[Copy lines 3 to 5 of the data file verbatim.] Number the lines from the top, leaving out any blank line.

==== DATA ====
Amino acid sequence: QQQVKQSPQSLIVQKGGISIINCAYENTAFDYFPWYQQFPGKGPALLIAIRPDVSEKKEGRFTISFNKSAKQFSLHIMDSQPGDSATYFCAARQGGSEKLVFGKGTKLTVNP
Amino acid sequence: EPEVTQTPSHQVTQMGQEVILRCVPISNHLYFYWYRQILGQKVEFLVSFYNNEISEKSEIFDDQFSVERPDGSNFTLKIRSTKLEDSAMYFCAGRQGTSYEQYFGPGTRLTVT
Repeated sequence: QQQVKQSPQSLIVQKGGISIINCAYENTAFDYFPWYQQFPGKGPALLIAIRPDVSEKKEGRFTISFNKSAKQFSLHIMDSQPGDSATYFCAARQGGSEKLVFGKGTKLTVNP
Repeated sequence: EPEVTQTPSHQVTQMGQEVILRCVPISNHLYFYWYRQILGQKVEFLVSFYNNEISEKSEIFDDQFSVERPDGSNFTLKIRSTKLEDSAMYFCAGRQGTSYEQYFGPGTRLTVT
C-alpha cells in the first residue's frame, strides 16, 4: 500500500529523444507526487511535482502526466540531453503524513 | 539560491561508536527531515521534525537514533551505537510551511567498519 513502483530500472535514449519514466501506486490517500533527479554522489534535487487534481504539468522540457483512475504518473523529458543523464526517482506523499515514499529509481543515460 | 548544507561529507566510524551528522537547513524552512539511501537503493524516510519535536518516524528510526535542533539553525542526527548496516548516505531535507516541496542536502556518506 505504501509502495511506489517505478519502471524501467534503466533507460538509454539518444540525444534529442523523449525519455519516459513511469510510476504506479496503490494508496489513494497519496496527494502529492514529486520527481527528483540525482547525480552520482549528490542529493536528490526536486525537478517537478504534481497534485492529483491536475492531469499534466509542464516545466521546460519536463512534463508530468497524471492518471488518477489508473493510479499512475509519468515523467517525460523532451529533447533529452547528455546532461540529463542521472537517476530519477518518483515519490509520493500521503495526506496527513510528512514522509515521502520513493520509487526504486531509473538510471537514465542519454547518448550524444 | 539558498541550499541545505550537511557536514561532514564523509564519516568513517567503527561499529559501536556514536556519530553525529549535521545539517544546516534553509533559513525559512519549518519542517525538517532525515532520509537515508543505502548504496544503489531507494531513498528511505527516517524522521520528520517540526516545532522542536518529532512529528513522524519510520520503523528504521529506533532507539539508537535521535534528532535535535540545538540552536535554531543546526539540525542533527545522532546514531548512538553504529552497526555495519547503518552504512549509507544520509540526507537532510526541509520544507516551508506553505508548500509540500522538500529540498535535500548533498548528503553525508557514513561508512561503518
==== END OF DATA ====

Repeated sequence: QQQVKQSPQSLIVQKGGISIINCAYENTAFDYFPWYQQFPGKGPALLIAIRPDVSEKKEGRFTISFNKSAKQFSLHIMDSQPGDSATYFCAARQGGSEKLVFGKGTKLTVNP
Repeated sequence: EPEVTQTPSHQVTQMGQEVILRCVPISNHLYFYWYRQILGQKVEFLVSFYNNEISEKSEIFDDQFSVERPDGSNFTLKIRSTKLEDSAMYFCAGRQGTSYEQYFGPGTRLTVT
C-alpha cells in the first residue's frame, strides 16, 4: 500500500529523444507526487511535482502526466540531453503524513 | 539560491561508536527531515521534525537514533551505537510551511567498519 513502483530500472535514449519514466501506486490517500533527479554522489534535487487534481504539468522540457483512475504518473523529458543523464526517482506523499515514499529509481543515460 | 548544507561529507566510524551528522537547513524552512539511501537503493524516510519535536518516524528510526535542533539553525542526527548496516548516505531535507516541496542536502556518506 505504501509502495511506489517505478519502471524501467534503466533507460538509454539518444540525444534529442523523449525519455519516459513511469510510476504506479496503490494508496489513494497519496496527494502529492514529486520527481527528483540525482547525480552520482549528490542529493536528490526536486525537478517537478504534481497534485492529483491536475492531469499534466509542464516545466521546460519536463512534463508530468497524471492518471488518477489508473493510479499512475509519468515523467517525460523532451529533447533529452547528455546532461540529463542521472537517476530519477518518483515519490509520493500521503495526506496527513510528512514522509515521502520513493520509487526504486531509473538510471537514465542519454547518448550524444 | 539558498541550499541545505550537511557536514561532514564523509564519516568513517567503527561499529559501536556514536556519530553525529549535521545539517544546516534553509533559513525559512519549518519542517525538517532525515532520509537515508543505502548504496544503489531507494531513498528511505527516517524522521520528520517540526516545532522542536518529532512529528513522524519510520520503523528504521529506533532507539539508537535521535534528532535535535540545538540552536535554531543546526539540525542533527545522532546514531548512538553504529552497526555495519547503518552504512549509507544520509540526507537532510526541509520544507516551508506553505508548500509540500522538500529540498535535500548533498548528503553525508557514513561508512561503518